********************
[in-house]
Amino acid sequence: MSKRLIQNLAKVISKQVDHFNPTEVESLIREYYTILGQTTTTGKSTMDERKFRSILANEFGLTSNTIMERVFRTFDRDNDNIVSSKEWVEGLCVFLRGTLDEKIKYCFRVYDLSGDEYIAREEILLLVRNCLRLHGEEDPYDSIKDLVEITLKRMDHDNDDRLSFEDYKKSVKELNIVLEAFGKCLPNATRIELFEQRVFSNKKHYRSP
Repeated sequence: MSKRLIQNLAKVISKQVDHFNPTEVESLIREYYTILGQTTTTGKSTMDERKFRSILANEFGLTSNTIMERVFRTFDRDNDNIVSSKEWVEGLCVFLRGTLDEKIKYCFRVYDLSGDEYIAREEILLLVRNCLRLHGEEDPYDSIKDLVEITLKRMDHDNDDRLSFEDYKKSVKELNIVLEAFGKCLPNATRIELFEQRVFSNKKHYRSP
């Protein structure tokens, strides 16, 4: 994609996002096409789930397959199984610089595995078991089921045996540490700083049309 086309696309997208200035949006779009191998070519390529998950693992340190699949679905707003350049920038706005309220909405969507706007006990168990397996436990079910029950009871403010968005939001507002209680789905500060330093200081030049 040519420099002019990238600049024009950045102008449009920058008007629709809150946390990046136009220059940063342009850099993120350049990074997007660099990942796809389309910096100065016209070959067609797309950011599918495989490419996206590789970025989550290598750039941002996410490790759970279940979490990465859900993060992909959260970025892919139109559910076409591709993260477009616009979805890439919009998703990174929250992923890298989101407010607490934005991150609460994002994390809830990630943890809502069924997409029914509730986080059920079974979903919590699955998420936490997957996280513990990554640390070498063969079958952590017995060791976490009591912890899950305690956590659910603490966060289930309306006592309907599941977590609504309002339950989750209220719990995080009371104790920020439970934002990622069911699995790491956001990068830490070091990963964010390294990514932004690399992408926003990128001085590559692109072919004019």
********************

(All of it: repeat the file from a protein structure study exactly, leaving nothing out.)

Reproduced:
[in-house]
Amino acid sequence: MSKRLIQNLAKVISKQVDHFNPTEVESLIREYYTILGQTTTTGKSTMDERKFRSILANEFGLTSNTIMERVFRTFDRDNDNIVSSKEWVEGLCVFLRGTLDEKIKYCFRVYDLSGDEYIAREEILLLVRNCLRLHGEEDPYDSIKDLVEITLKRMDHDNDDRLSFEDYKKSVKELNIVLEAFGKCLPNATRIELFEQRVFSNKKHYRSP
Repeated sequence: MSKRLIQNLAKVISKQVDHFNPTEVESLIREYYTILGQTTTTGKSTMDERKFRSILANEFGLTSNTIMERVFRTFDRDNDNIVSSKEWVEGLCVFLRGTLDEKIKYCFRVYDLSGDEYIAREEILLLVRNCLRLHGEEDPYDSIKDLVEITLKRMDHDNDDRLSFEDYKKSVKELNIVLEAFGKCLPNATRIELFEQRVFSNKKHYRSP
């Protein structure tokens, strides 16, 4: 994609996002096409789930397959199984610089595995078991089921045996540490700083049309 086309696309997208200035949006779009191998070519390529998950693992340190699949679905707003350049920038706005309220909405969507706007006990168990397996436990079910029950009871403010968005939001507002209680789905500060330093200081030049 040519420099002019990238600049024009950045102008449009920058008007629709809150946390990046136009220059940063342009850099993120350049990074997007660099990942796809389309910096100065016209070959067609797309950011599918495989490419996206590789970025989550290598750039941002996410490790759970279940979490990465859900993060992909959260970025892919139109559910076409591709993260477009616009979805890439919009998703990174929250992923890298989101407010607490934005991150609460994002994390809830990630943890809502069924997409029914509730986080059920079974979903919590699955998420936490997957996280513990990554640390070498063969079958952590017995060791976490009591912890899950305690956590659910603490966060289930309306006592309907599941977590609504309002339950989750209220719990995080009371104790920020439970934002990622069911699995790491956001990068830490070091990963964010390294990514932004690399992408926003990128001085590559692109072919004019």